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Investment Commission allays fears of 'investor immigrants'

2013/08/21 19:44:04

Taipei, Aug. 21 (CNA) The cross-strait trade-in-services pact will not open a backdoor for "investor immigrants" from China, a government regulatory body said Wednesday.

Addressing concerns over the relaxed rules, the Ministry of Economic Affairs' Investment Commission explained that Chinese investors can only receive multiple entry permits valid for one year if they meet a minimum investment amount.

Permanent residence cards will not be available to those investors, the commission added.

Opposition parties in Taiwan have argued that the services pact could let in a flood of Chinese migrants who would cause upheaval in the local job market and drain public resources such as the National Health Insurance program.

Those concerns have been reinforced by media reports earlier in the day that a Chinese agency is advertising "easy immigration to Taiwan with an investment of 3 million renminbi" (US$490,000).

Despite the rumors, Taiwan will not allow any permanent immigrants from China through investment, the Investment Commission said, citing various rules in place since limited Chinese investment was first allowed in June of 2009.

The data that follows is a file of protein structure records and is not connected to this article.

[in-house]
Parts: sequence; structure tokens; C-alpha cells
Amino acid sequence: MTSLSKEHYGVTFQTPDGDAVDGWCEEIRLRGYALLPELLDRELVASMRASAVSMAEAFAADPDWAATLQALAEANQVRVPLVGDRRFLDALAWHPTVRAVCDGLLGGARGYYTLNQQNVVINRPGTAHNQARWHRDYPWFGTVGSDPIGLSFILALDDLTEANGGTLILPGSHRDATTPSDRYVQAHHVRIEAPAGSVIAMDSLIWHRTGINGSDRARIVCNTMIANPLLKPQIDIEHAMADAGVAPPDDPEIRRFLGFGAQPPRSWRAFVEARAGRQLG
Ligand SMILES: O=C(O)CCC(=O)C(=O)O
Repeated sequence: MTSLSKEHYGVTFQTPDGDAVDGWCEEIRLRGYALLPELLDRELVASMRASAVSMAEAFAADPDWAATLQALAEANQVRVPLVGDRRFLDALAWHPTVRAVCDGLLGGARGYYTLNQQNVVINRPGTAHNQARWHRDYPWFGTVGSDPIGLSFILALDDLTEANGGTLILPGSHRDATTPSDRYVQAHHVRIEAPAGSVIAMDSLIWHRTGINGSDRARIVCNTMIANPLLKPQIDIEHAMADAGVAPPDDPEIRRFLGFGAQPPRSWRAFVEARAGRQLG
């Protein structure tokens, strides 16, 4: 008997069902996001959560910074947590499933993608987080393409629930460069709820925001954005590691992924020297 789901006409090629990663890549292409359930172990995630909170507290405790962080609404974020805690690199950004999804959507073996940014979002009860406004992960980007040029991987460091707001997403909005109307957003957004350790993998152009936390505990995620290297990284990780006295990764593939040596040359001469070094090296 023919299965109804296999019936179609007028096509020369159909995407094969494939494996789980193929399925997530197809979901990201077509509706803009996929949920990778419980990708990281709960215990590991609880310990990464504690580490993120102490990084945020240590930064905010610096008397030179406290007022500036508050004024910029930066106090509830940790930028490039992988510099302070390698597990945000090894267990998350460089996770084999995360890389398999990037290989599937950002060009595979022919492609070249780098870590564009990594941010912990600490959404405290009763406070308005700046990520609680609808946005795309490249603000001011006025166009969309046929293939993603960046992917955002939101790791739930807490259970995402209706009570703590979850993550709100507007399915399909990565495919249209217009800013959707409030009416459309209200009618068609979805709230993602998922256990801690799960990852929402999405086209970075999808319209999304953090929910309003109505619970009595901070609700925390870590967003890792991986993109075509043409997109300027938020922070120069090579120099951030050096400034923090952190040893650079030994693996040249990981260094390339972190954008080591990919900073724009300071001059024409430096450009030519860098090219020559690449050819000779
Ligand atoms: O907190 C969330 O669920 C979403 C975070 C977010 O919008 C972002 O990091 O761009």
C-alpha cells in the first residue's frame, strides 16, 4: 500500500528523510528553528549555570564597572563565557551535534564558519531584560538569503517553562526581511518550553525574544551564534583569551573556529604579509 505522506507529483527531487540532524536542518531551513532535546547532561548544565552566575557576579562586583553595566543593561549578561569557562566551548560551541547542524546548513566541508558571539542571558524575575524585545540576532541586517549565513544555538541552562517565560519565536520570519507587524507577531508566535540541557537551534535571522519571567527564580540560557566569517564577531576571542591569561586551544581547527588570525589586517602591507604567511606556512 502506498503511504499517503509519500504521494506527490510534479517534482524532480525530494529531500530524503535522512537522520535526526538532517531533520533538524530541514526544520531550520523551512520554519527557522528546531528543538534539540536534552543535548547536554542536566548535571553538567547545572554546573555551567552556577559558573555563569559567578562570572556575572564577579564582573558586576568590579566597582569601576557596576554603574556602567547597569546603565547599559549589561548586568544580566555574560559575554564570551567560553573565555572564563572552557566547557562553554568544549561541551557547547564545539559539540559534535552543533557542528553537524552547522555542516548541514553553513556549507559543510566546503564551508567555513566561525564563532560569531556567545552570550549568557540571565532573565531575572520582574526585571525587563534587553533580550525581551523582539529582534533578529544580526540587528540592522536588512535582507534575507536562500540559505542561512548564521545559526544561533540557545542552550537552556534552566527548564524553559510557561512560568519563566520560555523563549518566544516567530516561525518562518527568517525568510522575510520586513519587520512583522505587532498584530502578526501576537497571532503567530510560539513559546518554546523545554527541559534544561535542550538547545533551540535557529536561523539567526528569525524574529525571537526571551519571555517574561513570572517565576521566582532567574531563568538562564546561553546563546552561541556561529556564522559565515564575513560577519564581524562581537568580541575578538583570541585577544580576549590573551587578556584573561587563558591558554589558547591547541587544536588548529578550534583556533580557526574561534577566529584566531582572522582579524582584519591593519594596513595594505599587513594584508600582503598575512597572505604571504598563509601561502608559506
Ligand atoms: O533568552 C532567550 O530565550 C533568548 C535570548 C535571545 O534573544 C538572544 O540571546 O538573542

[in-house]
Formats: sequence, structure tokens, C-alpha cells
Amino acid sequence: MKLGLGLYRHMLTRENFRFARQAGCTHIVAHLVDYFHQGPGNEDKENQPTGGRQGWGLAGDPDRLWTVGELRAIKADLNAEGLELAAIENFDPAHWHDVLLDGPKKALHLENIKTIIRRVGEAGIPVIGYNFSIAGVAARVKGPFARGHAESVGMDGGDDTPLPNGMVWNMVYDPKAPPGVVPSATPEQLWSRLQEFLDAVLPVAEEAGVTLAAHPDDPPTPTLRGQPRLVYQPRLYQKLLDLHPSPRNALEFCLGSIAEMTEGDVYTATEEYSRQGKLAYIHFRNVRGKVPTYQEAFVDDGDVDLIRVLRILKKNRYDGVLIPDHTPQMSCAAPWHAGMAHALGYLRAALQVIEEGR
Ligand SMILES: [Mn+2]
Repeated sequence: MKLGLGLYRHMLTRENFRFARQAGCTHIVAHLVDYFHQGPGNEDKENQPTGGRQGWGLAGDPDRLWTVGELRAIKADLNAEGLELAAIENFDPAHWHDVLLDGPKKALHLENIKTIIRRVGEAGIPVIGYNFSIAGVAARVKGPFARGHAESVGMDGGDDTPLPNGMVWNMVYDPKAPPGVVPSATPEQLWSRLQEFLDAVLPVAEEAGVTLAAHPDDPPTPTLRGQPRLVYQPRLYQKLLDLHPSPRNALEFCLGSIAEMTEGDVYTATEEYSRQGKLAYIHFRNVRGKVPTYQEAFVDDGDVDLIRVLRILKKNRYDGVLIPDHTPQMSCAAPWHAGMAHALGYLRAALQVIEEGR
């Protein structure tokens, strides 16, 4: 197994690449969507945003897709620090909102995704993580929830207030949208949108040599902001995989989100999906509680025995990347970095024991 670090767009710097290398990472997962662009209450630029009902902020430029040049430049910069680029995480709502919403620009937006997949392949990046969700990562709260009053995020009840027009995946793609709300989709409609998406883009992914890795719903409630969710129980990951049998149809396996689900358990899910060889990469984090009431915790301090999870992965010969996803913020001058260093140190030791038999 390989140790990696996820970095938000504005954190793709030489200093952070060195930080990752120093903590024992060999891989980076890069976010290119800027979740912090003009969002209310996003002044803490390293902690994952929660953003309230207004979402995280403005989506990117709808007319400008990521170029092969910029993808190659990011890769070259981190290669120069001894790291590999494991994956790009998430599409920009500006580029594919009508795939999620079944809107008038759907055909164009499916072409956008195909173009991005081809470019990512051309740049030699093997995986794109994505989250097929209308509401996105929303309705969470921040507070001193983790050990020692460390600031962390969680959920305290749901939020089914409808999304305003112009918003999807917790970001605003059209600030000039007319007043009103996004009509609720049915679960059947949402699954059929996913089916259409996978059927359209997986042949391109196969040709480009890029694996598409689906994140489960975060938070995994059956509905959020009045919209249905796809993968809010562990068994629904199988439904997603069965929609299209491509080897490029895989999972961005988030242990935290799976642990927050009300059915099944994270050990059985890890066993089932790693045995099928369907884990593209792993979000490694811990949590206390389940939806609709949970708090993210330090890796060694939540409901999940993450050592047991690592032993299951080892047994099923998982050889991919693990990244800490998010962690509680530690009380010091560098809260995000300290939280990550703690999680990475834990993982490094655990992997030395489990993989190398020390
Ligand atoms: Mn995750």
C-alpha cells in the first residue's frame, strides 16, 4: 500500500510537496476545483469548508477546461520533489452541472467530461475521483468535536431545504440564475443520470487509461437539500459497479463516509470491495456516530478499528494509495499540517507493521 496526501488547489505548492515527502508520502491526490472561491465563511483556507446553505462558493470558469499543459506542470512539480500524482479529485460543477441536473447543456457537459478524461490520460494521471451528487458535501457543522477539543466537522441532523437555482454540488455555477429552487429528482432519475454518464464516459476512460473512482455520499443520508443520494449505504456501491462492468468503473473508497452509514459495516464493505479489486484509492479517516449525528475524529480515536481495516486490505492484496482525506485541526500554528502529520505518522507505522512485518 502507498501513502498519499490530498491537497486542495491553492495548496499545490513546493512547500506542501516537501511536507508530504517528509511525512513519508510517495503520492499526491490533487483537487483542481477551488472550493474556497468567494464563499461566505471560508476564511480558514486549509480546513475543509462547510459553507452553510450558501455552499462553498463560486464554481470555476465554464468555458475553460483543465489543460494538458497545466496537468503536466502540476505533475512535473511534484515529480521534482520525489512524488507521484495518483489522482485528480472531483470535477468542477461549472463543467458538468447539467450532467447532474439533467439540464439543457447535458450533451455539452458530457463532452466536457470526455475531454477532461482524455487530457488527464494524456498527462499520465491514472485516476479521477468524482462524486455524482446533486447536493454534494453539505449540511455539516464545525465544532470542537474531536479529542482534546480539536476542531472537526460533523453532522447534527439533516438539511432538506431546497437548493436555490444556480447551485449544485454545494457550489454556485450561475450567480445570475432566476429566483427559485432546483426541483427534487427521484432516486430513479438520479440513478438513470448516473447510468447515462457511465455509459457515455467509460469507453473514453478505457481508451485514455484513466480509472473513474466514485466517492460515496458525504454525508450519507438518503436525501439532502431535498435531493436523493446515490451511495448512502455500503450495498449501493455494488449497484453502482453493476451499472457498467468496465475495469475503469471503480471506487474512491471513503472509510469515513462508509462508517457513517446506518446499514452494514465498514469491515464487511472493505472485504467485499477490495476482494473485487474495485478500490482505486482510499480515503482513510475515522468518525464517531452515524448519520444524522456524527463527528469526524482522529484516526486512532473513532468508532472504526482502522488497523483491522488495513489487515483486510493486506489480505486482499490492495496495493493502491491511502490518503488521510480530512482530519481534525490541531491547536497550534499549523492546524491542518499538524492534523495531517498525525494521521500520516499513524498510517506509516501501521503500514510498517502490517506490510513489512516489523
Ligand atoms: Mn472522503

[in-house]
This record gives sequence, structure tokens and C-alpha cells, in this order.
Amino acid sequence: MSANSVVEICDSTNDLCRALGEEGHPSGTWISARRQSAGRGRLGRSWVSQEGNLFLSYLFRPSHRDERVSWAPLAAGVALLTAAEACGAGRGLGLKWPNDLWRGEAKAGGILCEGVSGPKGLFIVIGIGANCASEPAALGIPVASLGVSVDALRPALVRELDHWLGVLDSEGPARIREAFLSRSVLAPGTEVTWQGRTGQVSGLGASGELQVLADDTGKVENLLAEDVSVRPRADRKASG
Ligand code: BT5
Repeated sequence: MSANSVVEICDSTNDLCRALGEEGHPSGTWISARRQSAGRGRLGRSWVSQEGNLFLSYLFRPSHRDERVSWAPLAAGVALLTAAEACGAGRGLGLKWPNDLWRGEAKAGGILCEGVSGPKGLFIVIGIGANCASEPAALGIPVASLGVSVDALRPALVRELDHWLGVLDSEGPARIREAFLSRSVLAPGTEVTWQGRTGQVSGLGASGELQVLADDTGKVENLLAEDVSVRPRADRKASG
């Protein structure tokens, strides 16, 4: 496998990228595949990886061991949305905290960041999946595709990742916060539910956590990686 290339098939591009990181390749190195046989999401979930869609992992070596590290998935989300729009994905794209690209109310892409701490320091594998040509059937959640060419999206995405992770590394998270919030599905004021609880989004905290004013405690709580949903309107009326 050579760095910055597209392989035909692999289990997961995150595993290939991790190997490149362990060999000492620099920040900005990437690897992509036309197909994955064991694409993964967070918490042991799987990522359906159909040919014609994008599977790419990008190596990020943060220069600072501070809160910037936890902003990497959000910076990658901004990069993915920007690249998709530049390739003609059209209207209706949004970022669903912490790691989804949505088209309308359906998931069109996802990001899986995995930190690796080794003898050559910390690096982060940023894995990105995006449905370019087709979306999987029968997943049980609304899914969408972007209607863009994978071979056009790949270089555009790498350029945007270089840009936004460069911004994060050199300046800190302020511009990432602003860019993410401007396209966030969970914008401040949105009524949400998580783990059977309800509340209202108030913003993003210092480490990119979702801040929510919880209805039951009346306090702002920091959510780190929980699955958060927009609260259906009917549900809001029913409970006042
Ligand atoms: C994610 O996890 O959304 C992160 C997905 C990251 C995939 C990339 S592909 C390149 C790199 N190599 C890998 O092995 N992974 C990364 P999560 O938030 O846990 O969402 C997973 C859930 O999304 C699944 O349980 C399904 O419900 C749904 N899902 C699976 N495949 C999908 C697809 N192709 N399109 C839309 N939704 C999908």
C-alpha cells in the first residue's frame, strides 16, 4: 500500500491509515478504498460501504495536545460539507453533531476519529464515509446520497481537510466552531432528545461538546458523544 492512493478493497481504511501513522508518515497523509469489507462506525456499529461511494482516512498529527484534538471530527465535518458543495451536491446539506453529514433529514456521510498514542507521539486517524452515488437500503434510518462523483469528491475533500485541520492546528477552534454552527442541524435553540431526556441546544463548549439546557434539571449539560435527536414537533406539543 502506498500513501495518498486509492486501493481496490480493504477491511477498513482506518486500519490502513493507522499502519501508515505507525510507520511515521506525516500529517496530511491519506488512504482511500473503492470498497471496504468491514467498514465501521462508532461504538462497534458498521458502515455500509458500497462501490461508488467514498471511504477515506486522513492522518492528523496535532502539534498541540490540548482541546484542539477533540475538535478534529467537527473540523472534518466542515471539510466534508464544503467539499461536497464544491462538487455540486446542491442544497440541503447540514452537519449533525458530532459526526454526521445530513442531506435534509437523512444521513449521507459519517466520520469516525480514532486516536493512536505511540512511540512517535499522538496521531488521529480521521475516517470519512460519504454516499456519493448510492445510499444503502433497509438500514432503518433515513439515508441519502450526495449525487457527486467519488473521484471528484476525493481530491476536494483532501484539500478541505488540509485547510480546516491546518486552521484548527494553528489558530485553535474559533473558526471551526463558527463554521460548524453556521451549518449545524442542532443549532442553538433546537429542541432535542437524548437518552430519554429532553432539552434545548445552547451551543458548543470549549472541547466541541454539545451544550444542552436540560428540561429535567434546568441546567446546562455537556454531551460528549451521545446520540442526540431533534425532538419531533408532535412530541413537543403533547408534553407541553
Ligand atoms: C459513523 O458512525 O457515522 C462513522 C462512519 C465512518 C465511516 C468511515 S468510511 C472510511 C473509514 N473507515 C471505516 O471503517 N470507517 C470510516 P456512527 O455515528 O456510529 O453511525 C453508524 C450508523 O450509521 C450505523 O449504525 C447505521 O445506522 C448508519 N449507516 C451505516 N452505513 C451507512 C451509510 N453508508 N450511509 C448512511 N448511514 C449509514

Regulations stipulate a minimum investment amount of NT$15 million (US$500,000) before foreign individuals are eligible for a one-year multiple entry permit, the commission said. The company invested in must maintain an annual revenue of NT$10 million for the investor's permit to be renewed, it said.

The same rules are in effect for 11 investors from the United States, Canada, and South Korea who are currently in Taiwan.

To ensure that Chinese business owners, managers and workers are following Taiwan's laws and do not constitute a danger to national security, the Investment Commission will work with the Naitonal Immigration Agency to conduct spot-checks and audits of companies receiving Chinese investment, the commission said.

Violators will face deportation and have their investments rescinded, it added.

(By Lin Meng-ju and Wesley Holzer)